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AT&T Internet Deals & Discounts for Military and Veterans

AT&T does not have a dedicated military internet plan or discount as of 2021. However, serving military and their families can avoid cancellation fees when they cancel AT&T thanks to recent updates in the Servicemembers Civil Relief Act. The best plan for most military families is the entry-level internet-only plan, which can be purchased for a $10–20 per month new customer discount, depending on location. Veterans with low incomes can benefit from AT&T’s low-income plan, AT&T Access, which is targeted at the same income bracket as the VA pension program.

Set Up Service

Plan Name Includes Military & Veteran Features First-Year Discount Price Price after 12–24 months
AT&T Internet 25 25 Mbps download First year discount of $10. $45 per month $55 per month
AT&T Access 25 Mbps Internet-Only Veterans receiving VA Pension likely to qualify. $10 per month No price change
AT&T Fiber Internet 300 300 Mbps Internet First year discount of $20. $35 per month $55 per month

AT&T Internet 25 AT&T Access AT&T Fiber Internet 300

In researching this article I spent eight hours speaking with nearly ten AT&T representatives, scouring the AT&T corporate website, and fact-checking agent claims against the actual plan fine print.

Having gone to those lengths, I can confirm that AT&T does not currently offer any veteran benefits or discounts for internet service. However, veterans can take advantage of several active discounts to reduce their prices, as well as avoid fees that apply to regular customers.

In summary, there are three discounted internet plans that are relevant for veterans and military families:

  • Best discount plan for military families: AT&T Internet 25
  • Best discount for low-income veterans: AT&T Access
  • Best value plan for military and veterans: AT&T Fiber 300

With AT&T, it can be difficult to make broad statements about which plans are best. This is because AT&T pricing and plans vary based on location.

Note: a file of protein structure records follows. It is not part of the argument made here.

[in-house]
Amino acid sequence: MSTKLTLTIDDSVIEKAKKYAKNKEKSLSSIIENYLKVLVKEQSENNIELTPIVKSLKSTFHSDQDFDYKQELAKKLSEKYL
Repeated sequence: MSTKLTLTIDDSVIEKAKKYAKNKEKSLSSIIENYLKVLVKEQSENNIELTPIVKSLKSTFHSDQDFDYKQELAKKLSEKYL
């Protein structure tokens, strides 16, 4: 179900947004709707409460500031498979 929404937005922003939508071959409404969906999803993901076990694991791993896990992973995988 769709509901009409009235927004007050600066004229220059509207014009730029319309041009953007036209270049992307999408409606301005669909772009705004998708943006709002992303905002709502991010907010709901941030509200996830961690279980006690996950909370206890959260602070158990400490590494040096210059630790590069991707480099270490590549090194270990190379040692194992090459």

However, there are several plans that may be available in your area. Here are some of the most common and accessible of those plans, as well as how best to take advantage of them as serving military, military family, or veteran:

Best discount plan for military families: AT&T Internet 25

Plan NameDeals for veterans?Low-cost?High-speed?Permanent?
Internet 25No.Not exactly. Starting at about $45 per month, this plan isn't the cheapest. However, as AT&T's plans are location-based, they may have a cheaper option in your location.No. At 25 Mbps, the internet isn't the fastest. However, it will likely hold up in smaller households.Yes.

If you’re not eligible for Access, the bad news is that you’re going to have to pay more for the same speeds.

AT&T Internet 25 features internet speeds of up to 25 Mbps. At that speed, you can stream a 4K movie on a television screen comfortably, but that bandwidth will likely stretch and suffer after more people connect. If others stream television simultaneously, you’re likely to run into trouble. (This can impact AT&T TV customers in particular.)

However, the plan does include access to AT&T’s network of nationwide hotspots, meaning that you can connect on the go in many metropolitan areas. You also aren’t bound to a term contract.

AT&T’s internet offers vary based on location, making it difficult to report which plans are available where.

Screenshot of AT&T 25 plan.
AT&T’s Internet 25 is one of many location-dependent internet plans the company offers.

If AT&T Internet 25 is available in your location, you should anticipate costs of about $45 per month —with an additional $10 monthly for a wireless modem rental.

It’s possible that AT&T may have more internet deals near you — or that Internet 25 will not be available in your location. AT&T features varying levels of speed and price across the thousands of cities it services, making it difficult to generalize.

AT&T plan screenshot.
AT&T’s internet offerings depend largely on location, meaning that where you live can shape the offerings available to you.

To find which internet plans are available in your area, you can run your address against their service area here.

Best discount for low-income veterans: AT&T Access

Plan NameDeals for veterans?Low-cost?High-speed?Permanent?
AT&T AccessNo. Access is available to low-income individuals that receive benefits from certain programs, but pension benefits from the VA is not one of those programs.Yes. At just about $10 per month, the plan is low-cost and potentially worthwhile for low-income veterans.No. Internet speeds of up to 25 Mbps are hardly high-speed, but they'll do for smaller households with limited internet usage.Yes.